Monthly Archives: October 2015

2015
10/31

Category:
Credit Cards

TAG:

COMMENTS:
Comments Closed

Suspects used fake credit cards to buy gift cards

WESTFIELD, Mass. (WWLP) – Westfield Police is asking for the public’s help in identifying two men who allegedly used counterfeit credit cards throughout Hampden County.

View Surveillance Photos from local businesses

According to the Westfield Detective Bureau’s Facebook page, the suspects are accused of using the fake cards at the Holyoke Mall, the Holyoke Crossing Plaza, on Boston Road in Springfield, and on Memorial Drive in Chicopee.

The men mostly bought $100 gift cards, police said. One victim from Westfield told police she still had her card when the charges were made.

Police report that the suspects might be driving a white van or SUV, and speak with an eastern European accent. They also said a third man was seen with the two men during one of the alleged incidences.

Anyone with information is asked to contact Detective Scott Phelon at 413-642-9390 or email at s.phelon@cityofwestfield.org.

The Chicopee Police Department is also investigating after a second victim was found living in the area.

2015
10/30

Category:
Mortgages

TAG:

COMMENTS:
Comments Closed

First time buyers getting high risk mortgages at a rate not seen since the …

One in seven first time buyers has taken out a potentially risky mortgage this year, the highest proportion since the financial crisis.

Across the UK, 14.2% of first time buyer loans in the first half of the year were based on a high income multiple and low deposit, putting borrowers at risk of struggling to repay their loans if interest rates rise.

A total of 18,723 mortgages were approved in the first six months of 2015, according to figures, released through a Freedom of Information request to the Financial Conduct Authority.

The proportion of first time buyer loans that are potentially risky is at its highest since 20.6% of loans were advanced on this basis in 2008, at the height of the financial crisis. They dropped to just 1.7% of first time buyer loans in 2011.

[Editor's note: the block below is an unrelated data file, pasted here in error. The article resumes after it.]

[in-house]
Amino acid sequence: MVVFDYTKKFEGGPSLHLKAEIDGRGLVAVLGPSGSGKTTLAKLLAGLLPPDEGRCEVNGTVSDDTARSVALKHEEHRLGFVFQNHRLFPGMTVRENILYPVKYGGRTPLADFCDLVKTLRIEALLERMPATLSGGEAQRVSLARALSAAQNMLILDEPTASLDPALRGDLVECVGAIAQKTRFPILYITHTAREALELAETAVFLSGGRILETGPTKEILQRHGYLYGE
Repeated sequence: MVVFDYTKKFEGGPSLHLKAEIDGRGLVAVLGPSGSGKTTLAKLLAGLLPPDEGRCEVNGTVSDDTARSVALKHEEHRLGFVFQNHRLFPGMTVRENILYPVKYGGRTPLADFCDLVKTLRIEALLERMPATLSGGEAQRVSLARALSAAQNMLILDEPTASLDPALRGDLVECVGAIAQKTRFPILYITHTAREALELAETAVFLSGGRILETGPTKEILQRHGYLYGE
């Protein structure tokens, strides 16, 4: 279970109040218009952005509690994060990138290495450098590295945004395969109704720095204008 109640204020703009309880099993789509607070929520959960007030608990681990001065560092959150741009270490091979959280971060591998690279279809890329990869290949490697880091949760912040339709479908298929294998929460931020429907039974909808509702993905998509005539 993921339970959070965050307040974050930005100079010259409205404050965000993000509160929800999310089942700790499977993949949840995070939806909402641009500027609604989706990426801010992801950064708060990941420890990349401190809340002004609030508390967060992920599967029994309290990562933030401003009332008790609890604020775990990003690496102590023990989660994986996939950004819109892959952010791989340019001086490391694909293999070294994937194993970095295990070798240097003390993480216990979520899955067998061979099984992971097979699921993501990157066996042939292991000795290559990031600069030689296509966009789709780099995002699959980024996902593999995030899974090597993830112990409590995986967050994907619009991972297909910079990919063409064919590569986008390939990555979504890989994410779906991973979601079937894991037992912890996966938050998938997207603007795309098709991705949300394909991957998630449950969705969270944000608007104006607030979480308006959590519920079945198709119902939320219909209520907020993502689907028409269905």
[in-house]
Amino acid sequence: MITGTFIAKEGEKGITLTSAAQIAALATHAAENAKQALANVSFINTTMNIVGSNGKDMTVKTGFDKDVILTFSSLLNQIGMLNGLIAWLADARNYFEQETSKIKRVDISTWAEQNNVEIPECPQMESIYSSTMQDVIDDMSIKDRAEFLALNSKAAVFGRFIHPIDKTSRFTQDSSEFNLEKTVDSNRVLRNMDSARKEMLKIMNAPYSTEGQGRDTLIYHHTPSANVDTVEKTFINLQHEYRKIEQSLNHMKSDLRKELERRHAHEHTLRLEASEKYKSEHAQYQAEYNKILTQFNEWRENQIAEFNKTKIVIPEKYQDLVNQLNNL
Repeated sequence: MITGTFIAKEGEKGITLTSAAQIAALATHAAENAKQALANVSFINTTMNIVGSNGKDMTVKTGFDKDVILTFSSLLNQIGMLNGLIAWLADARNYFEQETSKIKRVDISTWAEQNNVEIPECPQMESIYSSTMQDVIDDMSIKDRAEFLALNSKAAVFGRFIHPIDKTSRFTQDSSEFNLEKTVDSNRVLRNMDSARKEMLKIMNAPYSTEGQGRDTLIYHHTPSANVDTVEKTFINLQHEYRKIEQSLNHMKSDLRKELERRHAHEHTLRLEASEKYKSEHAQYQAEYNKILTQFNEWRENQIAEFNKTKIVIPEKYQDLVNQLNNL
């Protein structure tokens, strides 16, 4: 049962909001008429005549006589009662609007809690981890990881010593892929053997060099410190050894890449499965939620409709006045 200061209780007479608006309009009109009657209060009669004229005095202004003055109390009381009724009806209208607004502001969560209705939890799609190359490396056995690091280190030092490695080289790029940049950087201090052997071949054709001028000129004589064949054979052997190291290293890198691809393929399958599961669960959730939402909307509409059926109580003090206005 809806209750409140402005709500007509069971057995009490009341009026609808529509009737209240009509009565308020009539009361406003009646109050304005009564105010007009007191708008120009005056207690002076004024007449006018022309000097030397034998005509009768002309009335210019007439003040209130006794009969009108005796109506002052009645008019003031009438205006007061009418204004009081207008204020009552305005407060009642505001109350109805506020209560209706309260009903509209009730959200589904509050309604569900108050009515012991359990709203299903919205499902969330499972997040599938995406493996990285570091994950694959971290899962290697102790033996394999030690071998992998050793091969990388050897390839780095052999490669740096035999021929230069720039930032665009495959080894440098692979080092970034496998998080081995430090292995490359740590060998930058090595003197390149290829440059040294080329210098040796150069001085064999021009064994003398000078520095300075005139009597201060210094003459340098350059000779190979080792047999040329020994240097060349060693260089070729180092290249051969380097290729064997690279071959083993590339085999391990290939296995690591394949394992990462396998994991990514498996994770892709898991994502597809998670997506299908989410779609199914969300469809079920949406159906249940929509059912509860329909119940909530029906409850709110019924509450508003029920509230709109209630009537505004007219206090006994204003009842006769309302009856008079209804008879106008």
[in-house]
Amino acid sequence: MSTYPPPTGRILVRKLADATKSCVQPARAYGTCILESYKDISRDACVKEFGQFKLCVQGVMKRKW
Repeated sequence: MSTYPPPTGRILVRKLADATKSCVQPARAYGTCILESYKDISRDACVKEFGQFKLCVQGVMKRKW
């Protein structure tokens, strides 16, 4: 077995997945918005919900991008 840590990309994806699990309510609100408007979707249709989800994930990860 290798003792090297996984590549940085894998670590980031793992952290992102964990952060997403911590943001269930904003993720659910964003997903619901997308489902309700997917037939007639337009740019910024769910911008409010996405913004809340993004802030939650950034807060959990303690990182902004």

What counts as risky?

High income multiple, low deposit mortgages are defined by the FCA as a combination of borrowing 3.5 or more times a single income or 2.75 times a joint income and borrowing 90%+ of the homes value.

High house prices, low interest rates and Help to Buy may be behind the revival in popularity of the loans.

First time buyers in the UK are 2.5 times more likely to take out a high risk mortgage, with 14.2% taking out a high income multiple, low deposit loan in the first half of 2015, compared to 5.8% of all mortgage lending.

In terms of all mortgage lending, high income multiple, low deposit loans now made up a higher proportion of the mortgage market than at any point since 2007, when they accounted for 7.4% of loans.

A loan worth more than the house

2015
10/30

Category:
Credit Cards

TAG:

COMMENTS:
Comments Closed

Scam emails tempt consumers waiting for new credit cards

As consumers wait for new, more secure credit and debit cards based on computer chip technology, scammers are trying to take advantage.

The Federal Trade Commissions say some people have gotten emails, purportedly from their credit card company, seeking personal information to update an account to the new type of card.

Experts advise that unsolicited emails are rare from credit card providers. If you get such a request, call the customer service number on the back of your card.

The new cards, which use a microchip to create a unique code for each use, are more secure than older cards with amagnetic stripe on the back.

2015
10/29

Category:
Mortgages

TAG:

COMMENTS:
Comments Closed

Digital mortgages could be key to survival in post-TRID world

  • Know Before You Owe compliance has been less painful for companies that offer digital mortgages.
  • The legal and regulatory changes necessary to allow for the acceptance of emortgages have been a major barrier to adoption.